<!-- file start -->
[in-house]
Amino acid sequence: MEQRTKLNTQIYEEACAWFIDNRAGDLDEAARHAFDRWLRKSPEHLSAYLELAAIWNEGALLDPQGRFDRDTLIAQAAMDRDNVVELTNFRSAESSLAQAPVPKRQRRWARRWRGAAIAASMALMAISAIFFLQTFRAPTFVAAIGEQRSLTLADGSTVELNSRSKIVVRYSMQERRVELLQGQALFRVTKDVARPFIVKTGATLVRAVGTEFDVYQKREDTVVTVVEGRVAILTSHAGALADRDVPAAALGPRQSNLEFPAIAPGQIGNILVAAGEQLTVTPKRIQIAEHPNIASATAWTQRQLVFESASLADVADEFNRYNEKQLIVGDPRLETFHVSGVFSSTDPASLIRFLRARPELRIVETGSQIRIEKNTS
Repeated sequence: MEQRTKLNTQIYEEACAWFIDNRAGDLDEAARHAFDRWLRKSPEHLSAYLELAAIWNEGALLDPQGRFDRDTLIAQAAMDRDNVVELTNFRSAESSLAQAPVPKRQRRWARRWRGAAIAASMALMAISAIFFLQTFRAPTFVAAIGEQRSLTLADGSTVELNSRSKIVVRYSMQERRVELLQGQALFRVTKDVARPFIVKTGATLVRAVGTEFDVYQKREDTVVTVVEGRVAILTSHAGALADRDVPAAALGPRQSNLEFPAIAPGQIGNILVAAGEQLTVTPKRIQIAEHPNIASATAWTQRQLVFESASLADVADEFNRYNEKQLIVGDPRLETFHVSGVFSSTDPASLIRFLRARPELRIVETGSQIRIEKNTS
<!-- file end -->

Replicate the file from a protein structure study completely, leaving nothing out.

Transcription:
[in-house]
Amino acid sequence: MEQRTKLNTQIYEEACAWFIDNRAGDLDEAARHAFDRWLRKSPEHLSAYLELAAIWNEGALLDPQGRFDRDTLIAQAAMDRDNVVELTNFRSAESSLAQAPVPKRQRRWARRWRGAAIAASMALMAISAIFFLQTFRAPTFVAAIGEQRSLTLADGSTVELNSRSKIVVRYSMQERRVELLQGQALFRVTKDVARPFIVKTGATLVRAVGTEFDVYQKREDTVVTVVEGRVAILTSHAGALADRDVPAAALGPRQSNLEFPAIAPGQIGNILVAAGEQLTVTPKRIQIAEHPNIASATAWTQRQLVFESASLADVADEFNRYNEKQLIVGDPRLETFHVSGVFSSTDPASLIRFLRARPELRIVETGSQIRIEKNTS
Repeated sequence: MEQRTKLNTQIYEEACAWFIDNRAGDLDEAARHAFDRWLRKSPEHLSAYLELAAIWNEGALLDPQGRFDRDTLIAQAAMDRDNVVELTNFRSAESSLAQAPVPKRQRRWARRWRGAAIAASMALMAISAIFFLQTFRAPTFVAAIGEQRSLTLADGSTVELNSRSKIVVRYSMQERRVELLQGQALFRVTKDVARPFIVKTGATLVRAVGTEFDVYQKREDTVVTVVEGRVAILTSHAGALADRDVPAAALGPRQSNLEFPAIAPGQIGNILVAAGEQLTVTPKRIQIAEHPNIASATAWTQRQLVFESASLADVADEFNRYNEKQLIVGDPRLETFHVSGVFSSTDPASLIRFLRARPELRIVETGSQIRIEKNTS